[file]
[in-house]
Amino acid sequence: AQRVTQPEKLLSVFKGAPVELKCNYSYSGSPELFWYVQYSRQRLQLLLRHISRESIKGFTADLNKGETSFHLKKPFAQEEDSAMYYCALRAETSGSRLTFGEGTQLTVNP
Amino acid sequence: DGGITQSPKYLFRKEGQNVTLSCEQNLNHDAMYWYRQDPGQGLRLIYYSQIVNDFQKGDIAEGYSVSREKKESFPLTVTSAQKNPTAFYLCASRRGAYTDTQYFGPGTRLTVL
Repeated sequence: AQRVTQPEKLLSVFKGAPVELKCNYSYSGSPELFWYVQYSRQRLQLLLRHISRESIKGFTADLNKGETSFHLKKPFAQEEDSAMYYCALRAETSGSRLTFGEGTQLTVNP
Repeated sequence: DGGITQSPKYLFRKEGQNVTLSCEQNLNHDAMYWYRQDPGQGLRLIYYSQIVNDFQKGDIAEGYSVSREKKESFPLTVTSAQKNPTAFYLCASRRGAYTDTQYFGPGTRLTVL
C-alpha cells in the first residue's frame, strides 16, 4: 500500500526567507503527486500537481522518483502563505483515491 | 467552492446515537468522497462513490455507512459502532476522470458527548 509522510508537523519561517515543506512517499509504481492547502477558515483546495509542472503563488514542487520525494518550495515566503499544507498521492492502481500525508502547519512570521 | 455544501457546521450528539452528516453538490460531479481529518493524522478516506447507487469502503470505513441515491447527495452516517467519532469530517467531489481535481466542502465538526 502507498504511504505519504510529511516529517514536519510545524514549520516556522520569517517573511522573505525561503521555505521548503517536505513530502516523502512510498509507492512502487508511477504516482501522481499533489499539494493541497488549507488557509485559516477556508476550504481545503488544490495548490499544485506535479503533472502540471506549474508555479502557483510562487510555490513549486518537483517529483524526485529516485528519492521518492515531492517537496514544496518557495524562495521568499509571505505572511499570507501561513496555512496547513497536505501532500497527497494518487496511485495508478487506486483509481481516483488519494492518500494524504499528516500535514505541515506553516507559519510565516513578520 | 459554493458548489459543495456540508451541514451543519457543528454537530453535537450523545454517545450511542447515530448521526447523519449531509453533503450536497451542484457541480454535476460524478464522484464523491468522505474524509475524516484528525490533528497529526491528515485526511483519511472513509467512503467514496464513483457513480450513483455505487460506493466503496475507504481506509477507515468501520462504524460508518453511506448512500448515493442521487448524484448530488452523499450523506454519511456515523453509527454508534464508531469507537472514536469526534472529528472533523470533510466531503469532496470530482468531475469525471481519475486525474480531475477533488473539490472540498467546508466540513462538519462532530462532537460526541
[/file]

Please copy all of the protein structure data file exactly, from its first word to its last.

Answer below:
[in-house]
Amino acid sequence: AQRVTQPEKLLSVFKGAPVELKCNYSYSGSPELFWYVQYSRQRLQLLLRHISRESIKGFTADLNKGETSFHLKKPFAQEEDSAMYYCALRAETSGSRLTFGEGTQLTVNP
Amino acid sequence: DGGITQSPKYLFRKEGQNVTLSCEQNLNHDAMYWYRQDPGQGLRLIYYSQIVNDFQKGDIAEGYSVSREKKESFPLTVTSAQKNPTAFYLCASRRGAYTDTQYFGPGTRLTVL
Repeated sequence: AQRVTQPEKLLSVFKGAPVELKCNYSYSGSPELFWYVQYSRQRLQLLLRHISRESIKGFTADLNKGETSFHLKKPFAQEEDSAMYYCALRAETSGSRLTFGEGTQLTVNP
Repeated sequence: DGGITQSPKYLFRKEGQNVTLSCEQNLNHDAMYWYRQDPGQGLRLIYYSQIVNDFQKGDIAEGYSVSREKKESFPLTVTSAQKNPTAFYLCASRRGAYTDTQYFGPGTRLTVL
C-alpha cells in the first residue's frame, strides 16, 4: 500500500526567507503527486500537481522518483502563505483515491 | 467552492446515537468522497462513490455507512459502532476522470458527548 509522510508537523519561517515543506512517499509504481492547502477558515483546495509542472503563488514542487520525494518550495515566503499544507498521492492502481500525508502547519512570521 | 455544501457546521450528539452528516453538490460531479481529518493524522478516506447507487469502503470505513441515491447527495452516517467519532469530517467531489481535481466542502465538526 502507498504511504505519504510529511516529517514536519510545524514549520516556522520569517517573511522573505525561503521555505521548503517536505513530502516523502512510498509507492512502487508511477504516482501522481499533489499539494493541497488549507488557509485559516477556508476550504481545503488544490495548490499544485506535479503533472502540471506549474508555479502557483510562487510555490513549486518537483517529483524526485529516485528519492521518492515531492517537496514544496518557495524562495521568499509571505505572511499570507501561513496555512496547513497536505501532500497527497494518487496511485495508478487506486483509481481516483488519494492518500494524504499528516500535514505541515506553516507559519510565516513578520 | 459554493458548489459543495456540508451541514451543519457543528454537530453535537450523545454517545450511542447515530448521526447523519449531509453533503450536497451542484457541480454535476460524478464522484464523491468522505474524509475524516484528525490533528497529526491528515485526511483519511472513509467512503467514496464513483457513480450513483455505487460506493466503496475507504481506509477507515468501520462504524460508518453511506448512500448515493442521487448524484448530488452523499450523506454519511456515523453509527454508534464508531469507537472514536469526534472529528472533523470533510466531503469532496470530482468531475469525471481519475486525474480531475477533488473539490472540498467546508466540513462538519462532530462532537460526541